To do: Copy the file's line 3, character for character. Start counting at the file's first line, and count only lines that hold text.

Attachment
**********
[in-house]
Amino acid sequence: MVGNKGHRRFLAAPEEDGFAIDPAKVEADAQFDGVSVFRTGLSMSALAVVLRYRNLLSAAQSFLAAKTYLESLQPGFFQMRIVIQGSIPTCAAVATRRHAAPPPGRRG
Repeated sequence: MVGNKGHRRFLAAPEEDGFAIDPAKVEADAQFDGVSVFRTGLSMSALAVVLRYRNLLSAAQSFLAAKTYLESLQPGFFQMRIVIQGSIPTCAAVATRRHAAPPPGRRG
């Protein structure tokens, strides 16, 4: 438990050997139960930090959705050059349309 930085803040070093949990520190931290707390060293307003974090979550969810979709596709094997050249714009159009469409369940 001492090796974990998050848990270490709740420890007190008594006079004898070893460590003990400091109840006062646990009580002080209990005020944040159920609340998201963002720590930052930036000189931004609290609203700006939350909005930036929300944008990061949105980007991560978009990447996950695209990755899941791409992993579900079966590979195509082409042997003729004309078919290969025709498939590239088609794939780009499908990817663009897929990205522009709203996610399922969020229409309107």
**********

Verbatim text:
Repeated sequence: MVGNKGHRRFLAAPEEDGFAIDPAKVEADAQFDGVSVFRTGLSMSALAVVLRYRNLLSAAQSFLAAKTYLESLQPGFFQMRIVIQGSIPTCAAVATRRHAAPPPGRRG